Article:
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Seeding Food, Flowers and Renovation

I’ve never bought a Lycoris radiata. Often called “spider lilies,” so are summer-blooming Hymenocallis, hence my attraction for the botanical name.

Anyway, they came with my house, and I’ve divided, moved, and shared them for a long time. I’ve always heard that Lycoris want their “feet in shade, noses in sunlight.” I know for sure that you’ll lose a year of bloom when they’re moved. It’s worth it, though, to perennialize in other part-sun spots.

Recent years have been sparse of blooms due to drought. They really want those drenching rains in late August and early September. In fact, some have been MIA so long that shrimp plant and turk’s cap hunker over them. I’ll move the bulbs after they finish blooming.

Rains prompted a bumper crop of mushrooms, too, so appreciate their mycorrhizal benefit to your soil without sampling them. Wet weather also prompts a rather alien, foamy-looking growth under trees. Donald Ray spotted this one after May rains.

This is slime mold—sometimes called “dog vomit!” Daphne explains what it is and why it’s not harmful.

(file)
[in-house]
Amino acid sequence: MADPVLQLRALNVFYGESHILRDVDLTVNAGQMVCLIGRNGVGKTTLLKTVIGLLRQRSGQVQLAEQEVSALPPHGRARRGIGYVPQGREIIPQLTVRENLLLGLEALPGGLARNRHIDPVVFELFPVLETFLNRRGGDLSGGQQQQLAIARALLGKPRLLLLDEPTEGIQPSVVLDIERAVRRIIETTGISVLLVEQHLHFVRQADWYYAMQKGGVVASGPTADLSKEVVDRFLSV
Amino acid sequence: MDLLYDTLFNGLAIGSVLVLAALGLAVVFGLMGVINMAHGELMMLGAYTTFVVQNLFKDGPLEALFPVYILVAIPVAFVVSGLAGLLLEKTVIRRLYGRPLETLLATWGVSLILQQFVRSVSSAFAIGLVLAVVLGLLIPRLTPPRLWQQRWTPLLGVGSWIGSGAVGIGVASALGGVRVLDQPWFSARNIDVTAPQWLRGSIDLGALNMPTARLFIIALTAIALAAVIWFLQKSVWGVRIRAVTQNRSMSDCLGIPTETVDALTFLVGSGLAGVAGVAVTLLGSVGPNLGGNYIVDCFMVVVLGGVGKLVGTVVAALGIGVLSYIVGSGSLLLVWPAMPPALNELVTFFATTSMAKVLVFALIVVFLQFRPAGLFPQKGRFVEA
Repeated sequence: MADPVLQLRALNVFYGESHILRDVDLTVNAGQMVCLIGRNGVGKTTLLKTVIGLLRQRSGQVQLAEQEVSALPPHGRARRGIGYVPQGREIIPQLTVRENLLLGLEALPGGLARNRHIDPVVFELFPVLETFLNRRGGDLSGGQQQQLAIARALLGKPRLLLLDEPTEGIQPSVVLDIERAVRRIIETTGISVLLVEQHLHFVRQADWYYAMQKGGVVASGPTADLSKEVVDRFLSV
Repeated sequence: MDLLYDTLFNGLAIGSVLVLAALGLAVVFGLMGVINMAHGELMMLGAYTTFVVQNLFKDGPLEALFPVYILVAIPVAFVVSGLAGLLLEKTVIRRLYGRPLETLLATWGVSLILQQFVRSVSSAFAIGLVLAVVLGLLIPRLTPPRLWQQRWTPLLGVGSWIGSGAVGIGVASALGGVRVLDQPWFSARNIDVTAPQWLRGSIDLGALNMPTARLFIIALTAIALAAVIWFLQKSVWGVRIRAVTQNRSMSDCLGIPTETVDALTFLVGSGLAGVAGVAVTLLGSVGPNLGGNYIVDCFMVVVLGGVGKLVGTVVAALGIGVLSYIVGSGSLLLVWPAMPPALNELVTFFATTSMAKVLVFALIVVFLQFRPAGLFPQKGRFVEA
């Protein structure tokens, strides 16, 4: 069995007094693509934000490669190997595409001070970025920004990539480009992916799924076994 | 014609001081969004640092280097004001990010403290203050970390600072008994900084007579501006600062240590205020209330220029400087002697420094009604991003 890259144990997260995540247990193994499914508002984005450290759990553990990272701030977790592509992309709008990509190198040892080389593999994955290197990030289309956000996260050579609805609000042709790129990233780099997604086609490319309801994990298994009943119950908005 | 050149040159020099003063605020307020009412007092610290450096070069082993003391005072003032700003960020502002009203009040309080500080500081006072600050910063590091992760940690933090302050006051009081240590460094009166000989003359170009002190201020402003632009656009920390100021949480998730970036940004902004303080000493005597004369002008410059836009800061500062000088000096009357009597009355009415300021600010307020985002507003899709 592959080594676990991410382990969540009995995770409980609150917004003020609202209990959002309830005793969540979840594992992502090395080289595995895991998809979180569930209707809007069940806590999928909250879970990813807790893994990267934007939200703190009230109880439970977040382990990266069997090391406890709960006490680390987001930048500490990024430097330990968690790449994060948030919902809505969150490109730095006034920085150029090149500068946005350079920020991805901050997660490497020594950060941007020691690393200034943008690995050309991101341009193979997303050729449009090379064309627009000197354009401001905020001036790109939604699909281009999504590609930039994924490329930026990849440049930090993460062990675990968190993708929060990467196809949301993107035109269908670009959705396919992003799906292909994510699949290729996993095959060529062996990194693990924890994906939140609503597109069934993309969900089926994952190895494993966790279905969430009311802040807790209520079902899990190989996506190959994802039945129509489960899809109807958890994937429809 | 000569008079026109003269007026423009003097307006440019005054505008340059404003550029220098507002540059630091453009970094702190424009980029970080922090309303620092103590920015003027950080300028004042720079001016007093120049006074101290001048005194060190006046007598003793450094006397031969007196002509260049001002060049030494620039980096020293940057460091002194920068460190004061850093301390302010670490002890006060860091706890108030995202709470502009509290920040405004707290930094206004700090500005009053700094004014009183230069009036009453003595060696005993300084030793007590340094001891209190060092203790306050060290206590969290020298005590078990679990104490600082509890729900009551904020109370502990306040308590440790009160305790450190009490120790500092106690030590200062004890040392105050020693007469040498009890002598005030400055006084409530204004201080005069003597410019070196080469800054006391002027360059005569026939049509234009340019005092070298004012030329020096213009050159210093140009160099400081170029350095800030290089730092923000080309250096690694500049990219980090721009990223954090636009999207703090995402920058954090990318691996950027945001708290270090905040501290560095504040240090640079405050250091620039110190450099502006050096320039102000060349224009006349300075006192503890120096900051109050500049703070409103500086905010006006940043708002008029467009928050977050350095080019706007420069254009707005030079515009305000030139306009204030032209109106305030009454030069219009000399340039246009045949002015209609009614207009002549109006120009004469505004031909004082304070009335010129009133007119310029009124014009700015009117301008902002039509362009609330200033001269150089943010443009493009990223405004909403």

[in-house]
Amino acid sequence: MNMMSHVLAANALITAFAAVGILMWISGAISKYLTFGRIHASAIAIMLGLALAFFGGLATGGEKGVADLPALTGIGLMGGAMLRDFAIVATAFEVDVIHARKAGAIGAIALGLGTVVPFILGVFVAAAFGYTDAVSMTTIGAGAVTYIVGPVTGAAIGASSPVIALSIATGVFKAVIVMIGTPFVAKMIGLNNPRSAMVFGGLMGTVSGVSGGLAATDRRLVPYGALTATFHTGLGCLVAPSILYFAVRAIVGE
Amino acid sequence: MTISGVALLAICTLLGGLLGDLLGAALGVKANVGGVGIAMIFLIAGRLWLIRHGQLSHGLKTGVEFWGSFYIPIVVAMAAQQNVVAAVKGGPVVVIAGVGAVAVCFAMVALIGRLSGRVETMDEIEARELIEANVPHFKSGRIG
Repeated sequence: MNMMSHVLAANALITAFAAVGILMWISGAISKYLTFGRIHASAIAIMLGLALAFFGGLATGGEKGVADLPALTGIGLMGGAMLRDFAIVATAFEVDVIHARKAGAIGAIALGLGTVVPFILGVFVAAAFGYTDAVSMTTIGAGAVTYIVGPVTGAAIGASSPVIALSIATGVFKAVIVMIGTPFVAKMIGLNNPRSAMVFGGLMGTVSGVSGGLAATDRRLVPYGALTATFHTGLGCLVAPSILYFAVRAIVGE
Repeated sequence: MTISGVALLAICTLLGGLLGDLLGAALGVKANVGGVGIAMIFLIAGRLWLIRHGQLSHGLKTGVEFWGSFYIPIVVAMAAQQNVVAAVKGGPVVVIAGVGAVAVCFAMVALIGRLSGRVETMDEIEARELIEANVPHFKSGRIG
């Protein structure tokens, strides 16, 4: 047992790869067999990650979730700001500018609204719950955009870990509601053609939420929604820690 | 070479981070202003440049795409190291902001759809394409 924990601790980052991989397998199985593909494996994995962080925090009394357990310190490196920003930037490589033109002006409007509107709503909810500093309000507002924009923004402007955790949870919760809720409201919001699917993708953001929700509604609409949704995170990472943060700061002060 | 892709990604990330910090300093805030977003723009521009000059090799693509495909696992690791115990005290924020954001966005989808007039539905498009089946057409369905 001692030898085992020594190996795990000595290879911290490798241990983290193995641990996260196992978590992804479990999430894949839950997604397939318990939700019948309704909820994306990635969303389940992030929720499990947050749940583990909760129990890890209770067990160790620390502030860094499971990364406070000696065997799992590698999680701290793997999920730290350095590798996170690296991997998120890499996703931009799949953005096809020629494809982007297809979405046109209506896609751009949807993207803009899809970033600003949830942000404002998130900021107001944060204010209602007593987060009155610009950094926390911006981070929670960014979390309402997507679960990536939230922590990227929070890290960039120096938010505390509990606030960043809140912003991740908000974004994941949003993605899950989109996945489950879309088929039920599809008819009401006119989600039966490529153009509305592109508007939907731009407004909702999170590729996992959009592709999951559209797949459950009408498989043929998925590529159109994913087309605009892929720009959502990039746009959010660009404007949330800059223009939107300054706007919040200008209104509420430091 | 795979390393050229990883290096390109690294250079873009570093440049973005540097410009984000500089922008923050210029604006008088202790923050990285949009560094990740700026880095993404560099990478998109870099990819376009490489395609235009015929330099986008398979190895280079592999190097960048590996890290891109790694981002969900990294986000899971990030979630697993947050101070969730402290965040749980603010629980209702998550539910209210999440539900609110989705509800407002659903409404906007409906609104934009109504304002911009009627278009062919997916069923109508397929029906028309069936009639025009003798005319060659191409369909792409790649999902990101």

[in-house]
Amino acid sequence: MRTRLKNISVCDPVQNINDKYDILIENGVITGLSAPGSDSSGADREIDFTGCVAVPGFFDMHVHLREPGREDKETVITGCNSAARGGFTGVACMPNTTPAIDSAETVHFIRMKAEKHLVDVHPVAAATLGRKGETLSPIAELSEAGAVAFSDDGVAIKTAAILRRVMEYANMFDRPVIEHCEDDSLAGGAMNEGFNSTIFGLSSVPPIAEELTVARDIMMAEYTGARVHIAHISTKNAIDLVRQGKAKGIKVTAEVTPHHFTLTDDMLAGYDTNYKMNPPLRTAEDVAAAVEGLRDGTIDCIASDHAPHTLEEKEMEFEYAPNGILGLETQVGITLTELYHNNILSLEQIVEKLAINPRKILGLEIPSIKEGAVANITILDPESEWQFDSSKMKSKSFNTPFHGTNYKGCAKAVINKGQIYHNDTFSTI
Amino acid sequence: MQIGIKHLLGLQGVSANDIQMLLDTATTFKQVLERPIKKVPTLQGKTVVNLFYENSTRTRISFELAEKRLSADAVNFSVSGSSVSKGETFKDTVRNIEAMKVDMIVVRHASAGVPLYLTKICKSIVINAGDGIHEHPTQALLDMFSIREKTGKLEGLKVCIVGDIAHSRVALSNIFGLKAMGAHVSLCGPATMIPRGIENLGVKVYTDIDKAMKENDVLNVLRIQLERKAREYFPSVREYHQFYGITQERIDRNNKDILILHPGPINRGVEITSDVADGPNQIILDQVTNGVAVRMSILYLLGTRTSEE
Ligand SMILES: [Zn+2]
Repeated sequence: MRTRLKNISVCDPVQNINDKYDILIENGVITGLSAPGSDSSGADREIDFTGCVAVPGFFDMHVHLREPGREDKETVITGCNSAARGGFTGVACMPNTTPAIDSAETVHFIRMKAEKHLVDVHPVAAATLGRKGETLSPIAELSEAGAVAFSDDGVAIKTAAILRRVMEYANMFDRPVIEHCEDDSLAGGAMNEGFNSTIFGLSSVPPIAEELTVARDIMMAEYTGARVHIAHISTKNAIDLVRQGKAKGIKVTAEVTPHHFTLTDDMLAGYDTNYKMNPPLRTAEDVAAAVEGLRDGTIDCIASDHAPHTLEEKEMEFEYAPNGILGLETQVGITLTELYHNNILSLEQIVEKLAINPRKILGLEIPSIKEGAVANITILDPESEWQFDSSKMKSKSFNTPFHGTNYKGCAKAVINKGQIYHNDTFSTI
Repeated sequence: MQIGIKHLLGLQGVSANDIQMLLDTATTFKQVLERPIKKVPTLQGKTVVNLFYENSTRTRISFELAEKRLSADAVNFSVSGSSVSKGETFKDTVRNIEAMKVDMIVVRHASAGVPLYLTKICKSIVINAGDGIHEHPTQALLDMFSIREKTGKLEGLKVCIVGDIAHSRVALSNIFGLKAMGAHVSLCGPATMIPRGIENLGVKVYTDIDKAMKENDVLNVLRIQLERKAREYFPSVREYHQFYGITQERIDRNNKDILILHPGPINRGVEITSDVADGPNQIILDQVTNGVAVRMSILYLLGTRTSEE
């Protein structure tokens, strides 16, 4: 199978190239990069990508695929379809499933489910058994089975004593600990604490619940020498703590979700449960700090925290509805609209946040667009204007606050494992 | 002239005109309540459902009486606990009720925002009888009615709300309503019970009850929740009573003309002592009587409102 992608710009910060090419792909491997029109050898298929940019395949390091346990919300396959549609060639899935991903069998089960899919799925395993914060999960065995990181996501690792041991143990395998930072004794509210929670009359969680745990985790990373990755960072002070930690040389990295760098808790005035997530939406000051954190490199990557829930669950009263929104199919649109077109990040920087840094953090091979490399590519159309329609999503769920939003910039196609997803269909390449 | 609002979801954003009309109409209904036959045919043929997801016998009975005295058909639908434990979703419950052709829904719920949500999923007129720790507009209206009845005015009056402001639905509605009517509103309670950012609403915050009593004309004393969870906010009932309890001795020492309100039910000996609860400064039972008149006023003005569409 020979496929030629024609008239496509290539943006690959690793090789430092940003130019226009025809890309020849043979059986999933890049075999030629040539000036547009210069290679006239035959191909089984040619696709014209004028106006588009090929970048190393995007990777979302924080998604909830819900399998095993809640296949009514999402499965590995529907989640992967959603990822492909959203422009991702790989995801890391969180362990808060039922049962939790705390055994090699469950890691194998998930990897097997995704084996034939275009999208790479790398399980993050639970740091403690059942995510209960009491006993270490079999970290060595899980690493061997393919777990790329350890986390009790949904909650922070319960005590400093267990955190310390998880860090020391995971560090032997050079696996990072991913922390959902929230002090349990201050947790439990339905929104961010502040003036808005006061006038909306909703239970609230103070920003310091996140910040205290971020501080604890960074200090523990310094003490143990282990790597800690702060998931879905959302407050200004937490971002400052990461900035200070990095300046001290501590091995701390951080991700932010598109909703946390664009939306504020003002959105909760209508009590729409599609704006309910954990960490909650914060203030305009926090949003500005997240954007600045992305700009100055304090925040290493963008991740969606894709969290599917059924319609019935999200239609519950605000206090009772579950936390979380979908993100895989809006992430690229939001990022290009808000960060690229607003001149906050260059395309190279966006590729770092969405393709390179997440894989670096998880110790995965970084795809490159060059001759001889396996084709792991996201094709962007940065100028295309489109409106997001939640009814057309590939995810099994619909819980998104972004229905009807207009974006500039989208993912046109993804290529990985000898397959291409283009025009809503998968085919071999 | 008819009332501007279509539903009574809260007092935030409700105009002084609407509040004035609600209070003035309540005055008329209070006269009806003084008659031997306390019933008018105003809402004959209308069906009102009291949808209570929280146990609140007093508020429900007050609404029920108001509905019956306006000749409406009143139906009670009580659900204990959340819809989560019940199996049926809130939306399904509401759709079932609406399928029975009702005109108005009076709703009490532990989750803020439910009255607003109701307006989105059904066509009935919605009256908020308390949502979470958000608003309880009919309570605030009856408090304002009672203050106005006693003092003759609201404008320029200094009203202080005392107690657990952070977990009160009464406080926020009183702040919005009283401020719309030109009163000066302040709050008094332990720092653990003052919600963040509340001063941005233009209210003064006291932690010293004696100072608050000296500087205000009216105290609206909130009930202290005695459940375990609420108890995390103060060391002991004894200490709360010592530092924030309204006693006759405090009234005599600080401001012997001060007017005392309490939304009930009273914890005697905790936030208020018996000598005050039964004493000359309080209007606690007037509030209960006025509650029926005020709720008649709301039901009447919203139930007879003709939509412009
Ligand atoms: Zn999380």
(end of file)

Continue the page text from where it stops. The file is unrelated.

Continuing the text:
We’re still a few weeks away from wildflower seeding, since hot and dry times aren’t finished with us. New seeds need more babying, so wait until we’re really into fall. If your seed bank is already germinating (as certainly are the “weeds”), do water when the rainfall spigot turns off.

But fall vegetables are calling our names! Designers Leah Churner and Colleen Dieter (also co-founder of the the Central Texas Seed Library) team up to show you how to start lettuce seeds. One secret: don’t plant them too deeply!

In fact, I started mine in peat pots last weekend on my bright shade patio until they’re big enough to go into the ground (they’re already up!). Colleen brought seed packets of Butterhead and Flashy Trout Back, two of my favorite lettuces, along with Black Seeded Simpson, Salad Bowl, Tango, Parris Island Cos (a Romaine) and Buttercrunch (a Bibb). I’ll also sow directly into the ground but recent Octobers have been so weather-tricky that this is my safety valve.

For wildflowers to come, Leah explains why she softens up bluebonnets’ hard seed coats with boiling water instead of scarifying.

Nature takes care of scarifying bluebonnets when burst seeds get roughed up in summer. For best success, we have to lend a hand the first time around. Watch now!

Note: now’s a good time to plant another nitrogen-fixating legume: peas. Last Saturday, I soaked sugar snap seeds overnight and thumbed them into moist soil on Sunday. I hope mine grow up big like these at Crockett High School.

Since winter is the easiest season to grow vegetables in Texas, Jay White explains how to transition from summer to cool weather crops like greens, carrots, radishes and cole crops like broccoli. Watch now!

Your Extension office will have a planting calendar and best varieties. Here’s Travis County’s Extension guide for Central Texas.

I’ve known Jay and his wife Sally since 2012 when Chris Corby, founder of Texas Gardener magazine, suggested I visit their potager in Brenham. Here’s our archival video, but the garden’s changed so much, we’ll be back.